Let's be honest. We've all done something at some time that we wish we could have do-overs on. A rash decision. A time when we didn't accurately judge how our actions would affect another person. Our brains can give us all kinds of justifications that in hindsight seem crazy. It's happened to me at work. It's happened in my marriage. And as a parent, I have probably a thousand memories of things with my kids I wish I had handled differently. Maybe we rationalize or make excuses for our behavior, but the underlying kernel of self-hatred can be a sandbur in your sock that you just walk around with. [Sandburs are these little rock hard seed pods with vicious spikes that were all over the place in the Oklahoma countryside where I grew up.]
What we really want to do is go back in time and change it. Each of those moments can still, no matter how long ago they were, become raw and painful if we decide to dredge them up and use them as a reason to prove our lack of self-worth. Bleh. So why do our brains do that to us, even years after the fact, when most likely no one is thinking about that episode? It could be that the people we think we harmed are well over it, so why do we go there? Why not just pick the bur out of our socks?
Sometimes it feels like our thoughts are thinking us. We don't want to think about that thing we can't stop thinking about. What we think we want is for someone to tell us we are forgiven. And even if we do get that, maybe we still don't believe we deserve it. We think we deserve to be punished, maybe forever.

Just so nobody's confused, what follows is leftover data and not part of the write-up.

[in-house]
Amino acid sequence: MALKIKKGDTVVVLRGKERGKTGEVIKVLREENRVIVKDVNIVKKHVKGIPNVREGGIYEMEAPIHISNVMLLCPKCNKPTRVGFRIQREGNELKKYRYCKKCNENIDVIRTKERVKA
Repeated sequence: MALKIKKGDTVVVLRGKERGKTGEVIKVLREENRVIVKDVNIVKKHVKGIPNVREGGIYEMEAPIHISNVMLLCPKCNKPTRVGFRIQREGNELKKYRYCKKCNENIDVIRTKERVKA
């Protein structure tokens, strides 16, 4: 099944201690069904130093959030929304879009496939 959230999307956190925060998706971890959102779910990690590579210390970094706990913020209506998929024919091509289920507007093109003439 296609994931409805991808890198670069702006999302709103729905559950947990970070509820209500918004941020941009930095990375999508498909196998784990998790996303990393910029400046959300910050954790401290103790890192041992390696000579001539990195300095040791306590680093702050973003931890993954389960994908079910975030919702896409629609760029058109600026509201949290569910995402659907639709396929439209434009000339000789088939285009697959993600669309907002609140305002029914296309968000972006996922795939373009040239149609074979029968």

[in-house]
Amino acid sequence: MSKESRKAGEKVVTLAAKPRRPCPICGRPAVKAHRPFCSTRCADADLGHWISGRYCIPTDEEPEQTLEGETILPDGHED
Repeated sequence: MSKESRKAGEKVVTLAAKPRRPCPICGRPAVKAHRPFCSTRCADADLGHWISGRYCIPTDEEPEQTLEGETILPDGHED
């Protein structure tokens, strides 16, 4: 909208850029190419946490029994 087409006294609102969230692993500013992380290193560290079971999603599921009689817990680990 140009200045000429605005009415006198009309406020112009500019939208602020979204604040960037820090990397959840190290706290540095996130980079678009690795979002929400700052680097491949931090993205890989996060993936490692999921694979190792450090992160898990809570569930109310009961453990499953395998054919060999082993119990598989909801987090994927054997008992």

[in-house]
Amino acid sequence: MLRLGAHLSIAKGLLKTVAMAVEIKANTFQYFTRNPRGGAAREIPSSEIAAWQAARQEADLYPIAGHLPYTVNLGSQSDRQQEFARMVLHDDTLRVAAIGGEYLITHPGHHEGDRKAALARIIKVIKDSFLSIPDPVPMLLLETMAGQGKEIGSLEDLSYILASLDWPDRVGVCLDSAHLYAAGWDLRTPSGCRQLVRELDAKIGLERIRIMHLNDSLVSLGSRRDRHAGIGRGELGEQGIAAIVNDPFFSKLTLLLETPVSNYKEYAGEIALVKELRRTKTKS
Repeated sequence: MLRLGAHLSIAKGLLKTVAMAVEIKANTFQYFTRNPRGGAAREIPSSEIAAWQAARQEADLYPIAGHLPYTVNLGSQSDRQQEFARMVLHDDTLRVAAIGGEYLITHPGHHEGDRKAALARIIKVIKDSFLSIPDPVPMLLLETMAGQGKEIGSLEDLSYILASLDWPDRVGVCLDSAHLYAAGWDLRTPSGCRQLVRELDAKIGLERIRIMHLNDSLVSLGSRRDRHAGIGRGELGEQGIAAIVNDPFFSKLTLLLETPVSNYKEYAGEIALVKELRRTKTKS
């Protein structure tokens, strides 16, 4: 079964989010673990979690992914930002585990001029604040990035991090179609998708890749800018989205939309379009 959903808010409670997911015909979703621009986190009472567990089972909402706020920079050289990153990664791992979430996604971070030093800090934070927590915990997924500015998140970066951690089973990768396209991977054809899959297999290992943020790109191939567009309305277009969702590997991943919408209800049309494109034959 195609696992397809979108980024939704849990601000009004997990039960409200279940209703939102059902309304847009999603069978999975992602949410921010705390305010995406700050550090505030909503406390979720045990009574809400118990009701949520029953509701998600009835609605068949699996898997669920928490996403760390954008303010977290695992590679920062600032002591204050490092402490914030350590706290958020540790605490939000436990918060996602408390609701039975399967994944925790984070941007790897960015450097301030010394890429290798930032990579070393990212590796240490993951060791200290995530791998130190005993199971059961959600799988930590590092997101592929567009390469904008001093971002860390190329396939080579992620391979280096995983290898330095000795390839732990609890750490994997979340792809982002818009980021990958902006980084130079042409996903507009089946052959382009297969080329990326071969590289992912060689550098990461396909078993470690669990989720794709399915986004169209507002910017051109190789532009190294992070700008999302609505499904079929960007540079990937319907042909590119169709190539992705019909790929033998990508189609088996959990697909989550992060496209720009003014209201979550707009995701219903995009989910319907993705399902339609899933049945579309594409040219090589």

Here's the thing though – All forgiveness is is allowing yourself to stop feeling bad. If you are feeling unworthy or guilty or angry at yourself, you may be on a path of punishing yourself forever. But what's the upside? You can't unring a bell. You can do things to try to make up for it, but in the end, you are the only one who can change your thoughts and decide to feel better. And from a place of feeling better, you can move through the world and take actions that allow you to more fully contribute, and to having a life well-lived.
So how do you change your thoughts? Sometimes you might have a lightbulb moment. Maybe you can see someone torturing themselves in the same way, and you wish with all your might that they give themselves some grace and – BING – you see that in you. Again, parenting can do this. We see our kids torture themselves over things they can't undo, and we love them so much we want them to feel better anyway. One time I gave one of my kids a list of suggestions of things he could do to actively repair his karma, since there was nothing he could do to fix the actual situation. He chose to continue to hate himself even when he was offered forgiveness. In time, in his own way, he sorted it out, mostly. But in him, I could see so clearly how we torture ourselves to no greater good.
Sometimes you can feel better by just waiting it out and allowing enough other memories to fill the space that you don't think about it so much. It's sort of a passive self-forgiveness. My son couldn't forgive himself until he'd allowed himself to feel terrible for a year. I'm not sure he fully has forgiven himself, but for sure the spikes on his sandbur have gotten a bit smoother and less painful.
A more active way to self-forgiveness is by changing our thoughts – going through a process of practicing finding equally true thoughts that feel better. Can you go from "I am despicable" to "I made a terrible mistake" to "I am human" in a day? Maybe not overnight, but you definitely can in time, if you want, and with practice. And you do have to want to.